84 Pathways are one of the major components to hopeful thought as defined by Snyder et al. (2000). According to past research, low hope children have poor pathways and high hope children have effective and robust pathways (S nyder et al., 1997; Snyde r, 2002; Snyder et al., 2000). However, the current study does not support this finding at least for elementary children. Though there were subtle differences in the pa thway structures of high and low hope children, these variations were not as striking as the si milarities. The majority of both high hope and low hope children in this study had cl ear and effective pathways to th eir goals. Children in this study demonstrated an understanding of what skills were required for certain care ers and had an idea of how to acquire those skills. When LH2 was aske d how she could learn to become a doctor she replied, By going to doctor school. This school can help (you learn) math, and we do the calendar which will help me to make appointments. All twelve participants in th is study answered in the affirm ative when asked if school was an important factor for obtaining their chos en career. There was a clear link between the participants future goals and the use of school as a pathway towards those goals. Three low hope participants felt as though thei r current school would be helpful in attaining their future occupational goal. Not one out of the seven hi gh hope participants felt as though their current school would be helpful in the process of goal attainment. Since high hope people have agency and pathways (Snyder et al., 2002) one might expect for the high hope partic ipants to link their current schooling to future attainment. In fact in every other indicator in this study high hope children showed remarkably higher levels of ag ency then their low hope counterparts. So why then here do low hope participants believe that their current school can help them and high hope participants do not? There is not hing to account for this anomaly in the research of Snyder and colleagues and it raises an interesting question about how ch ildren view school.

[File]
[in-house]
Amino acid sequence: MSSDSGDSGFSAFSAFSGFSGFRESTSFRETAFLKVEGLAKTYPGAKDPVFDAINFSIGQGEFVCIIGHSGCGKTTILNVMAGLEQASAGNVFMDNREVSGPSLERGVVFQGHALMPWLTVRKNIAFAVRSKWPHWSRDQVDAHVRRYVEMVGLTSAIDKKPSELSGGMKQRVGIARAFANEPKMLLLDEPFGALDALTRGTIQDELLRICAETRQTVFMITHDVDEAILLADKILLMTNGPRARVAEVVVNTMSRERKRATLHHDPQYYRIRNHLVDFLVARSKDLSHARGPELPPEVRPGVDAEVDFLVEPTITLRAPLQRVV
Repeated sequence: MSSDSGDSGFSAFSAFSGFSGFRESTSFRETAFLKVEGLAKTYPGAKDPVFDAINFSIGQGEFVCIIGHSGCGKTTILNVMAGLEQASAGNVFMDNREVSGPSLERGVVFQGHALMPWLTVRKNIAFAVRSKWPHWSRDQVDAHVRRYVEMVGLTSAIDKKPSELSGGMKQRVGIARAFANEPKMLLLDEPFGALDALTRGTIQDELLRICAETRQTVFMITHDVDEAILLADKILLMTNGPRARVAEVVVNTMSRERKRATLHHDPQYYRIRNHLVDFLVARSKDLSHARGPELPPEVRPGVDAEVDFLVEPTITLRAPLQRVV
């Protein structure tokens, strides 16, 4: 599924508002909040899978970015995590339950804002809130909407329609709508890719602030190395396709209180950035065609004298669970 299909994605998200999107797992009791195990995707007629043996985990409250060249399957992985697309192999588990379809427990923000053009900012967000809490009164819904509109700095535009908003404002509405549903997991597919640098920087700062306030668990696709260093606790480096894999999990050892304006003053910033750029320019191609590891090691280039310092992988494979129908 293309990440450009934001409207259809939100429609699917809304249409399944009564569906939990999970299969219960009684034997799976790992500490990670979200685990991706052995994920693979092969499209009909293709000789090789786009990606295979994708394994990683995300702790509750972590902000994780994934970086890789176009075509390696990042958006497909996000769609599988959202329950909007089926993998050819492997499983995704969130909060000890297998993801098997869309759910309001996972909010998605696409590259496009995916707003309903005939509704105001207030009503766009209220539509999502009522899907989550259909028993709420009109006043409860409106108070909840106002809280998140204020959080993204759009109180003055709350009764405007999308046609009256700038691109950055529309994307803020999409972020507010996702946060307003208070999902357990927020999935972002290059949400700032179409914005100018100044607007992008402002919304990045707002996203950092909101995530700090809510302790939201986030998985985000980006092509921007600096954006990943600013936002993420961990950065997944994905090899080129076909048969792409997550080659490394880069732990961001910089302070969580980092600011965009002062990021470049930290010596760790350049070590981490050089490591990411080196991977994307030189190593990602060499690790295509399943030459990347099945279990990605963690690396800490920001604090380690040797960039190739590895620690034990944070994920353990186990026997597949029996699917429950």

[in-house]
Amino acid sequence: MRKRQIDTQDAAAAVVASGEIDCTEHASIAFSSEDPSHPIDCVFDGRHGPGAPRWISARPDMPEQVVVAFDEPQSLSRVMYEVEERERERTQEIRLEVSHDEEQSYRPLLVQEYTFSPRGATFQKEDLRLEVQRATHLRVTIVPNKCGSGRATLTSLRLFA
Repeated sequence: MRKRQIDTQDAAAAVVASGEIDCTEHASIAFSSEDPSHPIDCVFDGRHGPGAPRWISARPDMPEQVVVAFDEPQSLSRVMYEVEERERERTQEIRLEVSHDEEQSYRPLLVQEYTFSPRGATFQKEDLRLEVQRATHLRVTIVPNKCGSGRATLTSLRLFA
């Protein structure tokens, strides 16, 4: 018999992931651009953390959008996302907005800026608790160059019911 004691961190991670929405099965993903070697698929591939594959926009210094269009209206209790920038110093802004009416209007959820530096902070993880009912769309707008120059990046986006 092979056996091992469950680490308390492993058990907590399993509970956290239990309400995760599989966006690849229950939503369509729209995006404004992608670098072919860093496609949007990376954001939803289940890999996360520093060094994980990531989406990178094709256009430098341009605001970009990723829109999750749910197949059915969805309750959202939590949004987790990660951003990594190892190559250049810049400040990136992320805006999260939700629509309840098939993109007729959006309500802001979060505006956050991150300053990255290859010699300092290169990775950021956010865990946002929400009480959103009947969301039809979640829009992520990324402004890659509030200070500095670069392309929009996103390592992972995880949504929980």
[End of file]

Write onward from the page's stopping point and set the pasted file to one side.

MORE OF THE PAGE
85 Implications The im plications of hope for educators and so ciety are enormous. Here implications will be discussed in two sections: first, the implications for educators, and second, the implications for society. Teachers Hope has been linked in the res earch to academic outcomes. Hope can be a predictive factor for grade point average, high school graduation rates, perf ormance on standardized tests, and college entrance examination scores. High hope scores have a predictive power to target students who are likely to succeed. As Snyder and colleagues have found in their extensive research, hope is learned. If hope is learned, and if it can predict posit ive academic outcomes, then hope should be taug ht in the schools. Educators are in a position to affect the hope levels of their students. Not only can educators explicitly teach hopeful thinking, but al so they can act as role models of hopeful thought for their students. It has been further shown in the research that a strong bond with a caregiver increases hope. Teachers of young childr en can create a bond, a true caring bond that lasts with each of their students. Teachers are also in a positio n to help parents create caring bonds with their children. Here teachers could ag ain act as role models of hopeful thinking, not just for students but for parents and other staff members. Teachers are also in the position to not just teach hope but to reinforce hope. Hopeful t hought is a cyclical process; one draws on past successes to motivate further prob lem solving and uses past stra tegies to solve new problems. The school day, and indeed a stud ents educational ca reer, is full of goa ls to be achieved, successes to be had, strategies and pathways to explore. Hope becomes even more important to teach in the schools as one begins to analyze why hope declines over time in some children. Fam ily structure, perceived ability, accessibility,